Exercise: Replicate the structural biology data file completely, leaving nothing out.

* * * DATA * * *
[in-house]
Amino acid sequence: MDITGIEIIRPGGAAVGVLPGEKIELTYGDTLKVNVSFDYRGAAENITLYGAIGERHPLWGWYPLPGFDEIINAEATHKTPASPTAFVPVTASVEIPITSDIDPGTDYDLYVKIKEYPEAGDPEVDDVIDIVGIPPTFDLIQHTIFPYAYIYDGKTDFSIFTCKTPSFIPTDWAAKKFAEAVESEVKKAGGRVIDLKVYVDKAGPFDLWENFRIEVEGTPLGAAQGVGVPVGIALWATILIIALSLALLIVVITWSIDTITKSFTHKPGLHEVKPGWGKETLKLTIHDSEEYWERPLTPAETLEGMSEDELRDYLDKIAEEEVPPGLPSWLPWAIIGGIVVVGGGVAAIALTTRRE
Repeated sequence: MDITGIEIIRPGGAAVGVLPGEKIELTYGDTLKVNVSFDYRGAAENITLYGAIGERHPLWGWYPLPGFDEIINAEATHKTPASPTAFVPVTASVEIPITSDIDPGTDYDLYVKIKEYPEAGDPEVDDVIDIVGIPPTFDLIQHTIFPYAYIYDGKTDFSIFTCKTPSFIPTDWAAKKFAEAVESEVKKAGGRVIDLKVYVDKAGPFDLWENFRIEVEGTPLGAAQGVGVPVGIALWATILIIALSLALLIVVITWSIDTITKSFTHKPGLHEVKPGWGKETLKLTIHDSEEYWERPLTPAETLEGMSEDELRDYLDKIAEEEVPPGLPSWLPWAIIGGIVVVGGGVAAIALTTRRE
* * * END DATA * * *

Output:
[in-house]
Amino acid sequence: MDITGIEIIRPGGAAVGVLPGEKIELTYGDTLKVNVSFDYRGAAENITLYGAIGERHPLWGWYPLPGFDEIINAEATHKTPASPTAFVPVTASVEIPITSDIDPGTDYDLYVKIKEYPEAGDPEVDDVIDIVGIPPTFDLIQHTIFPYAYIYDGKTDFSIFTCKTPSFIPTDWAAKKFAEAVESEVKKAGGRVIDLKVYVDKAGPFDLWENFRIEVEGTPLGAAQGVGVPVGIALWATILIIALSLALLIVVITWSIDTITKSFTHKPGLHEVKPGWGKETLKLTIHDSEEYWERPLTPAETLEGMSEDELRDYLDKIAEEEVPPGLPSWLPWAIIGGIVVVGGGVAAIALTTRRE
Repeated sequence: MDITGIEIIRPGGAAVGVLPGEKIELTYGDTLKVNVSFDYRGAAENITLYGAIGERHPLWGWYPLPGFDEIINAEATHKTPASPTAFVPVTASVEIPITSDIDPGTDYDLYVKIKEYPEAGDPEVDDVIDIVGIPPTFDLIQHTIFPYAYIYDGKTDFSIFTCKTPSFIPTDWAAKKFAEAVESEVKKAGGRVIDLKVYVDKAGPFDLWENFRIEVEGTPLGAAQGVGVPVGIALWATILIIALSLALLIVVITWSIDTITKSFTHKPGLHEVKPGWGKETLKLTIHDSEEYWERPLTPAETLEGMSEDELRDYLDKIAEEEVPPGLPSWLPWAIIGGIVVVGGGVAAIALTTRRE